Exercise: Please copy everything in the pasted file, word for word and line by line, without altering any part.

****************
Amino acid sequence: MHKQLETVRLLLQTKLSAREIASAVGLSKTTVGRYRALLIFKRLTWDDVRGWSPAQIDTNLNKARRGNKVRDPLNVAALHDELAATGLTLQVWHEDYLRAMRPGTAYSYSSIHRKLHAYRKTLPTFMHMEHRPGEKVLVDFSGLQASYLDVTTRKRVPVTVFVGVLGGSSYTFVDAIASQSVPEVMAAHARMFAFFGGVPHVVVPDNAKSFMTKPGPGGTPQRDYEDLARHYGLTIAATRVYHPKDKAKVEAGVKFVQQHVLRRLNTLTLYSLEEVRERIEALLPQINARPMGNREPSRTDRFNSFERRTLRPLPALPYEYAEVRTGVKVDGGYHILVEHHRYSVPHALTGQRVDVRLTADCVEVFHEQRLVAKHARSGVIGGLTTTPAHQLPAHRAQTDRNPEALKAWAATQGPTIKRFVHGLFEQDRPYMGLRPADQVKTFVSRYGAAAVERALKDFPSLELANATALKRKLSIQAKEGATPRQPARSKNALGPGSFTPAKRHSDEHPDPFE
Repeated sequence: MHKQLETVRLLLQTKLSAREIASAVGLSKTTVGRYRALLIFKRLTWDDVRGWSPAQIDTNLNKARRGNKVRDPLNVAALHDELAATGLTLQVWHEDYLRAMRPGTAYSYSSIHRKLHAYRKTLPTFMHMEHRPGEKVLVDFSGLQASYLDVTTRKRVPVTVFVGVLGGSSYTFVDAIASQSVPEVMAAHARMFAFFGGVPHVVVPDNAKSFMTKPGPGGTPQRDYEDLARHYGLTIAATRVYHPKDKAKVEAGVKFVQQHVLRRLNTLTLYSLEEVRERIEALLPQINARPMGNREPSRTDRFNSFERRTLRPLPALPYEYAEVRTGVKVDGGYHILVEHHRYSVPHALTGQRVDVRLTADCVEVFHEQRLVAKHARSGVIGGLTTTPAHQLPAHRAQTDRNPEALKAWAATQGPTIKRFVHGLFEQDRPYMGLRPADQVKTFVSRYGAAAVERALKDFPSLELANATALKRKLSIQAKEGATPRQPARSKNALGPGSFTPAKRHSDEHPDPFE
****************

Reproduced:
Amino acid sequence: MHKQLETVRLLLQTKLSAREIASAVGLSKTTVGRYRALLIFKRLTWDDVRGWSPAQIDTNLNKARRGNKVRDPLNVAALHDELAATGLTLQVWHEDYLRAMRPGTAYSYSSIHRKLHAYRKTLPTFMHMEHRPGEKVLVDFSGLQASYLDVTTRKRVPVTVFVGVLGGSSYTFVDAIASQSVPEVMAAHARMFAFFGGVPHVVVPDNAKSFMTKPGPGGTPQRDYEDLARHYGLTIAATRVYHPKDKAKVEAGVKFVQQHVLRRLNTLTLYSLEEVRERIEALLPQINARPMGNREPSRTDRFNSFERRTLRPLPALPYEYAEVRTGVKVDGGYHILVEHHRYSVPHALTGQRVDVRLTADCVEVFHEQRLVAKHARSGVIGGLTTTPAHQLPAHRAQTDRNPEALKAWAATQGPTIKRFVHGLFEQDRPYMGLRPADQVKTFVSRYGAAAVERALKDFPSLELANATALKRKLSIQAKEGATPRQPARSKNALGPGSFTPAKRHSDEHPDPFE
Repeated sequence: MHKQLETVRLLLQTKLSAREIASAVGLSKTTVGRYRALLIFKRLTWDDVRGWSPAQIDTNLNKARRGNKVRDPLNVAALHDELAATGLTLQVWHEDYLRAMRPGTAYSYSSIHRKLHAYRKTLPTFMHMEHRPGEKVLVDFSGLQASYLDVTTRKRVPVTVFVGVLGGSSYTFVDAIASQSVPEVMAAHARMFAFFGGVPHVVVPDNAKSFMTKPGPGGTPQRDYEDLARHYGLTIAATRVYHPKDKAKVEAGVKFVQQHVLRRLNTLTLYSLEEVRERIEALLPQINARPMGNREPSRTDRFNSFERRTLRPLPALPYEYAEVRTGVKVDGGYHILVEHHRYSVPHALTGQRVDVRLTADCVEVFHEQRLVAKHARSGVIGGLTTTPAHQLPAHRAQTDRNPEALKAWAATQGPTIKRFVHGLFEQDRPYMGLRPADQVKTFVSRYGAAAVERALKDFPSLELANATALKRKLSIQAKEGATPRQPARSKNALGPGSFTPAKRHSDEHPDPFE